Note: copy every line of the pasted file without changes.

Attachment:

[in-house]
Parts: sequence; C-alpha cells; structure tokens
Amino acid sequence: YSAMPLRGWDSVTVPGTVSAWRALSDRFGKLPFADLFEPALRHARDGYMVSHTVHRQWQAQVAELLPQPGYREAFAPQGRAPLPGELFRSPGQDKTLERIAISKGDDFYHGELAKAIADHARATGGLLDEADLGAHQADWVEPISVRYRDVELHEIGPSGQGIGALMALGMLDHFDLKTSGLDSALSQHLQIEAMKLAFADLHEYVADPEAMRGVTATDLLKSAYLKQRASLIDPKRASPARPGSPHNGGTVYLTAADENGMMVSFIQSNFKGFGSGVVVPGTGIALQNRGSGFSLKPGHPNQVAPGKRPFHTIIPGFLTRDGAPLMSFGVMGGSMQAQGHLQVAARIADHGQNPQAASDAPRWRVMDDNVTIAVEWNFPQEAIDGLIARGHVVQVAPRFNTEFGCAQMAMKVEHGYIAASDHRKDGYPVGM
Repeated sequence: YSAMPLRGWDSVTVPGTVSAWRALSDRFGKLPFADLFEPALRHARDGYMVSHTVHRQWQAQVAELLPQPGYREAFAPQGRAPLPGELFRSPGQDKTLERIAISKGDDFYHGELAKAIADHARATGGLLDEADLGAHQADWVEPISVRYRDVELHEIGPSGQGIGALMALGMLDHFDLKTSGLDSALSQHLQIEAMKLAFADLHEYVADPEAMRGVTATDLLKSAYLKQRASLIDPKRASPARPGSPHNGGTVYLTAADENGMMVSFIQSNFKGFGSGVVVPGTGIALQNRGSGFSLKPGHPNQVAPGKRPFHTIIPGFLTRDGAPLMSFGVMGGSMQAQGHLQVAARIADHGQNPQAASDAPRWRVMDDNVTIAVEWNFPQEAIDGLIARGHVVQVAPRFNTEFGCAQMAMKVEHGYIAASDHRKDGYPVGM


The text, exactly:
[in-house]
Parts: sequence; C-alpha cells; structure tokens
Amino acid sequence: YSAMPLRGWDSVTVPGTVSAWRALSDRFGKLPFADLFEPALRHARDGYMVSHTVHRQWQAQVAELLPQPGYREAFAPQGRAPLPGELFRSPGQDKTLERIAISKGDDFYHGELAKAIADHARATGGLLDEADLGAHQADWVEPISVRYRDVELHEIGPSGQGIGALMALGMLDHFDLKTSGLDSALSQHLQIEAMKLAFADLHEYVADPEAMRGVTATDLLKSAYLKQRASLIDPKRASPARPGSPHNGGTVYLTAADENGMMVSFIQSNFKGFGSGVVVPGTGIALQNRGSGFSLKPGHPNQVAPGKRPFHTIIPGFLTRDGAPLMSFGVMGGSMQAQGHLQVAARIADHGQNPQAASDAPRWRVMDDNVTIAVEWNFPQEAIDGLIARGHVVQVAPRFNTEFGCAQMAMKVEHGYIAASDHRKDGYPVGM
Repeated sequence: YSAMPLRGWDSVTVPGTVSAWRALSDRFGKLPFADLFEPALRHARDGYMVSHTVHRQWQAQVAELLPQPGYREAFAPQGRAPLPGELFRSPGQDKTLERIAISKGDDFYHGELAKAIADHARATGGLLDEADLGAHQADWVEPISVRYRDVELHEIGPSGQGIGALMALGMLDHFDLKTSGLDSALSQHLQIEAMKLAFADLHEYVADPEAMRGVTATDLLKSAYLKQRASLIDPKRASPARPGSPHNGGTVYLTAADENGMMVSFIQSNFKGFGSGVVVPGTGIALQNRGSGFSLKPGHPNQVAPGKRPFHTIIPGFLTRDGAPLMSFGVMGGSMQAQGHLQVAARIADHGQNPQAASDAPRWRVMDDNVTIAVEWNFPQEAIDGLIARGHVVQVAPRFNTEFGCAQMAMKVEHGYIAASDHRKDGYPVGM